Supplies of flour, yeast, and toilet paper are still scarce online, and price gouging is in full force during the coronavirus pandemic. If you would like a 12-pack of cans of mixed Coke and Pepsi flavors (I mean, what are these, the leftovers no one drank at the last summer barbecue at the Bezos house in 2019?), you will be set back by $24.99 on Amazon.com. And if you choose to spend that much on soda, you’d better not be all that thirsty, because you’re likely to get those mismatched cans (all with sugar, nothing diet) by May if you’re lucky.
If you’re not willing to wait, you could place an Amazon Fresh order or one through Amazon affiliate, Whole Foods Market. Go ahead, look through the bounty of products offered through Fresh and Whole Foods. Why, you would be able to buy your entire week’s worth of groceries, even getting fresh produce, meat, and dairy products delivered right to your door. Or would you?
I have more than 90 items in my Amazon cart divided up between Fresh and Whole Foods, and yet I cannot check out or even select a delivery time from either one. Every delivery day offered is filled every time I go on the site to purchase. This has been ongoing for the past five days. At first, I was elated to be able to select fresh foods on Amazon and have them brought to my house. Now I realize that I can order all I want; they’ll just not get delivered to me. Ever.
I could try Target.com again and have someone from Shipt do the shopping and deliver the food to me. But the last time I did that a few weeks back, I received two-thirds of the items I had selected. The reduced load had brought my free shipping fee up to $9.99, without my knowing it, and I threw in a $20 tip to the Shipt person. So, I basically paid $30 to get an inferior selection of food (the Shipt worker substituted cheese sticks for mozzarella, for instance, and two bags of mixed cauliflower and broccoli florets that were turning brown for fresh broccoli).
Not wanting to relive that experience and knowing that Shipt workers are feeling undervalued by Target and demanding better working conditions, I braved a local grocery store. I chose the one closest to my home, just a mile away, which is an independent grocer. This store has gotten me through tough times before, namely the Great Grocery Strike of 2003 (it’s a union shop, but on a different contract than what governed employees at the Big 3 grocers at the time).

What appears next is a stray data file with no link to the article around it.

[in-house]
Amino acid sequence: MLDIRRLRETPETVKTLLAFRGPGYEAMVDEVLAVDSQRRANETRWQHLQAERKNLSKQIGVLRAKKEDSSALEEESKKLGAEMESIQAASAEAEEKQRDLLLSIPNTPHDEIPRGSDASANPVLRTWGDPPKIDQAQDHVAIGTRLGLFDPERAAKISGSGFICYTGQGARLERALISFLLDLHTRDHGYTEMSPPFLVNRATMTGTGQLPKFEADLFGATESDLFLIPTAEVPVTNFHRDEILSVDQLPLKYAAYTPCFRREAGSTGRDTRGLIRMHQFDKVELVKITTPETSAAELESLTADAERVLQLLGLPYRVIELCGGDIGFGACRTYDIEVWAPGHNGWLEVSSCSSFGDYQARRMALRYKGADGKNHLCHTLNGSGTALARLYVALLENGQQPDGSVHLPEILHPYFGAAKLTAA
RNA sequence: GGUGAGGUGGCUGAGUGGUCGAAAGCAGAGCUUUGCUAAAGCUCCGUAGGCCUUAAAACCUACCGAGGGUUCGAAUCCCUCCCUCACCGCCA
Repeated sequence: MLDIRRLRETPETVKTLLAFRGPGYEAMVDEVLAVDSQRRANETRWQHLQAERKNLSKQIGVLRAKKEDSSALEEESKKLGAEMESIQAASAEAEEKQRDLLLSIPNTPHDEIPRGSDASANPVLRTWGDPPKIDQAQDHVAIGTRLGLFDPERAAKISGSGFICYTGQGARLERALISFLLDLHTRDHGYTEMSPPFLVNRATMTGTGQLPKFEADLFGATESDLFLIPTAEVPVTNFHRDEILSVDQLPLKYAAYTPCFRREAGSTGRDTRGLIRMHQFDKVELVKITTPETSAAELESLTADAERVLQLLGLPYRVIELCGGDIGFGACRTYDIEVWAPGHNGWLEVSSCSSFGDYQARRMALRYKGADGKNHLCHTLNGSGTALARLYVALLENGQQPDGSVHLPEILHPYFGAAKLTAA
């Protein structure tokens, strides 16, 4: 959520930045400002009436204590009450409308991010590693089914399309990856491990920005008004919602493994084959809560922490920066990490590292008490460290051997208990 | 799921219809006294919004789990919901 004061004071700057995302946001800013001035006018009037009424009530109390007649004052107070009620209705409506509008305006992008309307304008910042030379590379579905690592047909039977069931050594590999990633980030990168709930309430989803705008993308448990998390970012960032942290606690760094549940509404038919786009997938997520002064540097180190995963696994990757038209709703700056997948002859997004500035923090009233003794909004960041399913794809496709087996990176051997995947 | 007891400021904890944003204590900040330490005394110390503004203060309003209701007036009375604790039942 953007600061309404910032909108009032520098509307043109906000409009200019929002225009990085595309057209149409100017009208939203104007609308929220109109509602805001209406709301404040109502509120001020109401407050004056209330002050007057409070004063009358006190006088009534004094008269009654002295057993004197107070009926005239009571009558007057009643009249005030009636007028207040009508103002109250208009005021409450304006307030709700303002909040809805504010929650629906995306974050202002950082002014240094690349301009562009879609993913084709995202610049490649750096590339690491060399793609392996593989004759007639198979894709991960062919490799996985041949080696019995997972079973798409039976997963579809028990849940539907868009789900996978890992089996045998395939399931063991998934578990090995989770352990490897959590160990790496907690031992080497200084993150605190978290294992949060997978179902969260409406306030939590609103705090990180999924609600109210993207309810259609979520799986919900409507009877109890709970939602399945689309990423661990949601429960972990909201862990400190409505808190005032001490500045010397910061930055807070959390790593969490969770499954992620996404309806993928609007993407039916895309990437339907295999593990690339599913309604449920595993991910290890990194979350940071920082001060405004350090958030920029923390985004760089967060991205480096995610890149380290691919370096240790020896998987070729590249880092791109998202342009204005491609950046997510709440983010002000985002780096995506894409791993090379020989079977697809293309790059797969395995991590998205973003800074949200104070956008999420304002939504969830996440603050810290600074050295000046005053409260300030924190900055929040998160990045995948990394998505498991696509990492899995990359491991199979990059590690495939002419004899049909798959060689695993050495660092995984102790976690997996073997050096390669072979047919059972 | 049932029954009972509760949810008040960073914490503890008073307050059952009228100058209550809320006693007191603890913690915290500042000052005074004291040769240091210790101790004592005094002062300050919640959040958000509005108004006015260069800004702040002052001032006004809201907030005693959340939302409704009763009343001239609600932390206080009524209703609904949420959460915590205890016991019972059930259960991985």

I knew this store would come through again. And boy, did it! I was able to find everything I needed, only having to sub another yogurt for my preferred brand, which was out. Still, I was able to find my favorite sourdough bread, all the veggies I needed, fresh chicken breast and beef (which I’ve taken up eating again since it’s sometimes easier to find than chicken or fish), the elusive flour and, hallelujah, toilet paper! There weren’t bundles of Charmin or Angel Soft, mind you, but rather hundreds of individually wrapped commercial-grade toilet paper rolls. Shoppers are limited to four single rolls, and I came home with all four along with knowing that if everyone takes the maximum, the amount on the shelves still should last another couple weeks.
I got everything I’ll need for Easter dinner as well: a spiral ham, cabbage, and a 10-pound bag of potatoes. And I threw in a bottle of rosé to boot, because nothing makes cooking every night more pleasurable than imbibing in a bottle of wine.
What my local grocer did was not only give me the food and non-perishables I needed, but restore my faith by reassuring me I won’t go hungry–or without toilet paper–during this pandemic unless, that is, I solely place my orders through Amazon.com.